Melodie Nelson

Hello Everyone,

It is a pleasure to be working alongside you all.

Just a little bit about me…

I have been a Teacher of English for the last seven years. Two of which was spent teaching in inner city London (dangerous minds type stuff) and five of which have been spent teaching in an Independent P-12 College in Brisbane's Bayside (polar opposite to my London experience). In my current position I teach years 8, 9, 10, 11 and 12 English, coach year 8/9 debating, coordinate year 7-12 touch football and am a teacher leader in our College's Learning Innovation Leadership Committee. Naturally there is very little time for me to have a life once Uni is also thrown into the works, so I enjoy the occasional glass of Shiraz and blue-vein cheese to keep my sanity.

As an aspiring leader, I am extremely passionate about re-imagining and re-designing the face of education in the 21st Century. We are still teaching an education system that was created by the Committee of Ten (American middle-class white men) over a hundred years ago and in the digital age we need to be preparing learners for a different world than we were in 1892. We need to encourage learner agency, provide authentic learning experiences and enable students to create, collaborate and task risks. I admire leaders like Claire Amos and Larry Rosenstock who have begun the education revolution.

Anyway, I best step off my soapbox. Talk to you all soon.


Assignment 1

At 21st century learning becomes more prominent in re-imagining and re-designing the educational landscape subjects such as STEM thrive, whilst English as a traditional subject struggles to justify its existence to students who are expecting project-based, authentic, relevant, problem-solving learning experiences. It is therefore not surprising that male students, who are traditionally drawn towards Science, Technology, Engineering and Mathematics, struggle to acknowledge English, and therefore, literacy as a priority subject. This lack of engagement in literacy has resulted in significant decline in literacy outcomes among boys around the world. The teaching of literacy in its traditional form engaging to digital natives and teachers of English need to modify their teaching practice and integrate technology such as gaming into the English classroom.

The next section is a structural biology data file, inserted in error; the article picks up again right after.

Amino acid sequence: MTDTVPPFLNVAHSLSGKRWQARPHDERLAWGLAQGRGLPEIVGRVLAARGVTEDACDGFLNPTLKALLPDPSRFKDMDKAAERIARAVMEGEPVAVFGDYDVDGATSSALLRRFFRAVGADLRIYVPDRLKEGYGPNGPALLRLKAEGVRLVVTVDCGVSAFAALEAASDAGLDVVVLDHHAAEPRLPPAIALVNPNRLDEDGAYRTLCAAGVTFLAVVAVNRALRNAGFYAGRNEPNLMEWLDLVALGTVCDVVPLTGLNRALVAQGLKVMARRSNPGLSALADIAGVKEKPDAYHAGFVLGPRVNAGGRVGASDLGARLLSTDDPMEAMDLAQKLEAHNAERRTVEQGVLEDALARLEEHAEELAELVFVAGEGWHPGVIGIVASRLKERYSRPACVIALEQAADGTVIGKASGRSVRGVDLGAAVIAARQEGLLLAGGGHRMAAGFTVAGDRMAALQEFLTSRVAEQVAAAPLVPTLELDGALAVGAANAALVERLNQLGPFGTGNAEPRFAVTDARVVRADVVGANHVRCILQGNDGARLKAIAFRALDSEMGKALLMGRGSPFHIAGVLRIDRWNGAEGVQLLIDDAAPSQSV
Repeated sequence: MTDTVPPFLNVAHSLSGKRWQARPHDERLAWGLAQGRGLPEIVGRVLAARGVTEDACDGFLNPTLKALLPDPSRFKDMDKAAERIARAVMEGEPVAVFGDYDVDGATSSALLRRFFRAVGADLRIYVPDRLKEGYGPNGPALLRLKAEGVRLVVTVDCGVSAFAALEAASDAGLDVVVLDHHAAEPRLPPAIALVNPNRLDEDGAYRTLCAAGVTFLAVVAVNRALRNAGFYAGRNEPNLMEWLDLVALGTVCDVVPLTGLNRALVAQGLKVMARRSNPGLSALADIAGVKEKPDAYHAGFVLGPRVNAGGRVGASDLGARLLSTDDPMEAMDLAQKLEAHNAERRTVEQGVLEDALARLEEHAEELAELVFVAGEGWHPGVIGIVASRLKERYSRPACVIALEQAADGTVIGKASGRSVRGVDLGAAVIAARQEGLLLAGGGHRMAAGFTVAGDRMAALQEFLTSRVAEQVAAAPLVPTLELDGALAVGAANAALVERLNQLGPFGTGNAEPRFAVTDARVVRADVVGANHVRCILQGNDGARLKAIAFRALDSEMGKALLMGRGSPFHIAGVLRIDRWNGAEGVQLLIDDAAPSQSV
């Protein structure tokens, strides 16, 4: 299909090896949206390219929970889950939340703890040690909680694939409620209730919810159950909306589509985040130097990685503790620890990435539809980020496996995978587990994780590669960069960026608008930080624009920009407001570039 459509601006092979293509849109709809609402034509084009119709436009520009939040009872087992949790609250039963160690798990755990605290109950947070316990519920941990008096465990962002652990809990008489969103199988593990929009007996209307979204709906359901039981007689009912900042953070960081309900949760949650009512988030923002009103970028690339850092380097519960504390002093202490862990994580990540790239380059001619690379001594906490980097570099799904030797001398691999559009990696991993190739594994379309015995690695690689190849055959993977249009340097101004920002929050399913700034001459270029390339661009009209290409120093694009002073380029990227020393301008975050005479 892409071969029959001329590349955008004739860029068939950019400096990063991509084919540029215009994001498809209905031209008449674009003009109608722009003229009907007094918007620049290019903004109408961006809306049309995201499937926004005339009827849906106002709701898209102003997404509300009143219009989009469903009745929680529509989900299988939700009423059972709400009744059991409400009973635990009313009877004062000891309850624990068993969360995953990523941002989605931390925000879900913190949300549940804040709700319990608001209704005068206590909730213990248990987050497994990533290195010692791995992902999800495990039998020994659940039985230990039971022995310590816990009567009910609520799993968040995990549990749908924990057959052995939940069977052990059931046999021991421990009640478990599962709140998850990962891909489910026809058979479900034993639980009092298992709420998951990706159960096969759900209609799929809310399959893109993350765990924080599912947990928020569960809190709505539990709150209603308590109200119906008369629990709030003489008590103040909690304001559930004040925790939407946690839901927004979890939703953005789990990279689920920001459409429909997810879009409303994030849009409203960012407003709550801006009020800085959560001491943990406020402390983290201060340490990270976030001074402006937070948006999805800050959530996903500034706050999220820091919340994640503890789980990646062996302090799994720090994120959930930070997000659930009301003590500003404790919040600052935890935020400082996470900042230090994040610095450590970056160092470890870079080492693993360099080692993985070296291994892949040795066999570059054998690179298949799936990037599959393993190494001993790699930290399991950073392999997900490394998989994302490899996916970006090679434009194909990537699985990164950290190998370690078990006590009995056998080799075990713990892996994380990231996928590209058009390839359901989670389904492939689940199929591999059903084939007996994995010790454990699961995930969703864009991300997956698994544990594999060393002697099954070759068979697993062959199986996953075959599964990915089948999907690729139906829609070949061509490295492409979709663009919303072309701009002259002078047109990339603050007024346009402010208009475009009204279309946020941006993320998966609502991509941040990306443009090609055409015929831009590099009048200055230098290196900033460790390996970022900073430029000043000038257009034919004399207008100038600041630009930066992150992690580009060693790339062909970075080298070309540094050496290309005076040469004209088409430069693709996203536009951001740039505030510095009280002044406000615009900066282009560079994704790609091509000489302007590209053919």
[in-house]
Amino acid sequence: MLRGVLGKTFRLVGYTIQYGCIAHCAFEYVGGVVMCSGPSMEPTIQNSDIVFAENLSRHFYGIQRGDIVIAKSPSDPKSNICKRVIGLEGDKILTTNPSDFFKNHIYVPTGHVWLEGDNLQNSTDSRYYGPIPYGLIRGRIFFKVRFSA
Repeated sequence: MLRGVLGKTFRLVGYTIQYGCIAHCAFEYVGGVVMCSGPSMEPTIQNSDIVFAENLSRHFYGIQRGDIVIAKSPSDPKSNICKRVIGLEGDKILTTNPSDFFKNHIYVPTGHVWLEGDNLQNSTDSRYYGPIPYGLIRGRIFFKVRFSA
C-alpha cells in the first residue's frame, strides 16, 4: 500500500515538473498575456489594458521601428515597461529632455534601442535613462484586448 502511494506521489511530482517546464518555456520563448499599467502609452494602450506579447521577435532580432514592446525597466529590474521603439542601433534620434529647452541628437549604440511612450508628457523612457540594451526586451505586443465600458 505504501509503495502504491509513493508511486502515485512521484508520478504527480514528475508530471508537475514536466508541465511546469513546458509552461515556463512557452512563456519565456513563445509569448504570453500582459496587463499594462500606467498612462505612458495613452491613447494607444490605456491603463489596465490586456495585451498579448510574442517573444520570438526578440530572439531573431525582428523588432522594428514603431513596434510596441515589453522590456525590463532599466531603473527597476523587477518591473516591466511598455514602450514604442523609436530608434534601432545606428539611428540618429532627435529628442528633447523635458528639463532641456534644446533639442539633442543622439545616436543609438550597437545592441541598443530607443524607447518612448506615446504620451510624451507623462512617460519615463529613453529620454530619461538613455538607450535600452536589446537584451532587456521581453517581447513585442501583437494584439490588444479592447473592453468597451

Research demonstrates that gaming has positive effects in intrinsically motivating students. The nature of gaming attracts boys as it designed to be challenging, requires a mastery of skills, gives the ability to refine and re-do levels, is competitive in nature, can be collaborative and provides instant gratification through rewards. Gaming is also integral in developing critical thinking skills in boys as it requires them to read, reflect, analyse and think critically. Whilst all these elements obviously assist in developing 21st century learning skills, the explicit teaching of traditional literacy remains relatively obscure.

Therefore, this assignment explores three gaming platforms which have been developed to engage students in literacy and therefore improve their overall literacy outcomes. The games which will be trialed will be:

Assignment 2

My professional resource for Assignment 2 is a blog which chronicles The Trials, Tribulations and Triumphs of a 21st century English teacher. Needless to say, trying to engage students in English and therefore literacy is not an easy feat these days. Students expect their learning to be interactive, authentic and stimulating – traditional literacy fails to meet this expectation.

Male students in particular are harder to engage in reading and writing than female students and consequently, boys are tuning out of literacy learning at record rates, far out-pacing girls. As a Middle and Senior school teacher of English, the ‘failing’ literacy achievement of boys is a personal concern. Therefore, my blog aims to journey my attempt to situate literacy as a ‘real’, ‘authentic’ and ‘stimulating’ experience through using gaming as an engagement tool in English.

While my blog is an attempt for me to reflect on my learning and progress, it is also an opportunity to share my knowledge, receive feedback and be a critical friend to other English teachers interested in using gaming in English. My blog is structured in a way that provides background to the problem, poses research based solutions to the issue and journals my initial observations of student attitudes and perceptions, the failure of an initial gaming idea, student responses before, during and after the trialing of a literacy gaming program and my ideas for the future.

It is evident in its title that my blog is targeted towards English teachers, it is not limited to teachers of this subject area. The research and findings can be applied across all disciplines and any educator should find it an interesting read.